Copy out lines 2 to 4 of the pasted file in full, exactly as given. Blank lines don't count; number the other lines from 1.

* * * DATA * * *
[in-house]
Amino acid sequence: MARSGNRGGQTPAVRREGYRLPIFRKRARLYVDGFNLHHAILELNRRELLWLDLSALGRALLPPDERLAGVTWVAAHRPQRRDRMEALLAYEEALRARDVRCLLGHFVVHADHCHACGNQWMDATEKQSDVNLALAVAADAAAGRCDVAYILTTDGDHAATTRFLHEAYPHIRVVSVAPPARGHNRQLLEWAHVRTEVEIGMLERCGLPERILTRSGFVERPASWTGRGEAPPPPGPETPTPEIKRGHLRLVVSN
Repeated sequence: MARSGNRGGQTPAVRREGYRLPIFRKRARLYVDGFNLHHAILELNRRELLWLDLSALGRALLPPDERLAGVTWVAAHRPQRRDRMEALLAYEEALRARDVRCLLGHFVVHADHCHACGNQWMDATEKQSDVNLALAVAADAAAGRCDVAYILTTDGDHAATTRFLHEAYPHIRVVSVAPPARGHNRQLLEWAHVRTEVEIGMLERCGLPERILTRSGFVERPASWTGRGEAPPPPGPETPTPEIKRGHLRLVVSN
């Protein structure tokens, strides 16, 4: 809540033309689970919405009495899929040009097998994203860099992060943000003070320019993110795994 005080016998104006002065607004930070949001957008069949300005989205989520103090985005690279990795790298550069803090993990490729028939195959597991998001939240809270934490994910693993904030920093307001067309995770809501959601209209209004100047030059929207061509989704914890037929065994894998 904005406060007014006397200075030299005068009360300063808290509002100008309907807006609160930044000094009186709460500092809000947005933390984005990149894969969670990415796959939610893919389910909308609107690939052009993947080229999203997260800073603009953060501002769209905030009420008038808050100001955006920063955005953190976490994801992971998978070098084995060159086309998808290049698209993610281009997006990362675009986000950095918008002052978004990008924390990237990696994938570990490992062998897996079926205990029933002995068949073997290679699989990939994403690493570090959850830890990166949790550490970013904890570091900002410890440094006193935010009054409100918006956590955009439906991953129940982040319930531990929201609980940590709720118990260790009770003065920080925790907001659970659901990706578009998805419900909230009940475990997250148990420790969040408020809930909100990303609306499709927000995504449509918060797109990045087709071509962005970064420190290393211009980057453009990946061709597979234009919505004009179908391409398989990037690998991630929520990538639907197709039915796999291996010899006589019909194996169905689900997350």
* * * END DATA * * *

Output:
Amino acid sequence: MARSGNRGGQTPAVRREGYRLPIFRKRARLYVDGFNLHHAILELNRRELLWLDLSALGRALLPPDERLAGVTWVAAHRPQRRDRMEALLAYEEALRARDVRCLLGHFVVHADHCHACGNQWMDATEKQSDVNLALAVAADAAAGRCDVAYILTTDGDHAATTRFLHEAYPHIRVVSVAPPARGHNRQLLEWAHVRTEVEIGMLERCGLPERILTRSGFVERPASWTGRGEAPPPPGPETPTPEIKRGHLRLVVSN
Repeated sequence: MARSGNRGGQTPAVRREGYRLPIFRKRARLYVDGFNLHHAILELNRRELLWLDLSALGRALLPPDERLAGVTWVAAHRPQRRDRMEALLAYEEALRARDVRCLLGHFVVHADHCHACGNQWMDATEKQSDVNLALAVAADAAAGRCDVAYILTTDGDHAATTRFLHEAYPHIRVVSVAPPARGHNRQLLEWAHVRTEVEIGMLERCGLPERILTRSGFVERPASWTGRGEAPPPPGPETPTPEIKRGHLRLVVSN
């Protein structure tokens, strides 16, 4: 809540033309689970919405009495899929040009097998994203860099992060943000003070320019993110795994 005080016998104006002065607004930070949001957008069949300005989205989520103090985005690279990795790298550069803090993990490729028939195959597991998001939240809270934490994910693993904030920093307001067309995770809501959601209209209004100047030059929207061509989704914890037929065994894998 904005406060007014006397200075030299005068009360300063808290509002100008309907807006609160930044000094009186709460500092809000947005933390984005990149894969969670990415796959939610893919389910909308609107690939052009993947080229999203997260800073603009953060501002769209905030009420008038808050100001955006920063955005953190976490994801992971998978070098084995060159086309998808290049698209993610281009997006990362675009986000950095918008002052978004990008924390990237990696994938570990490992062998897996079926205990029933002995068949073997290679699989990939994403690493570090959850830890990166949790550490970013904890570091900002410890440094006193935010009054409100918006956590955009439906991953129940982040319930531990929201609980940590709720118990260790009770003065920080925790907001659970659901990706578009998805419900909230009940475990997250148990420790969040408020809930909100990303609306499709927000995504449509918060797109990045087709071509962005970064420190290393211009980057453009990946061709597979234009919505004009179908391409398989990037690998991630929520990538639907197709039915796999291996010899006589019909194996169905689900997350």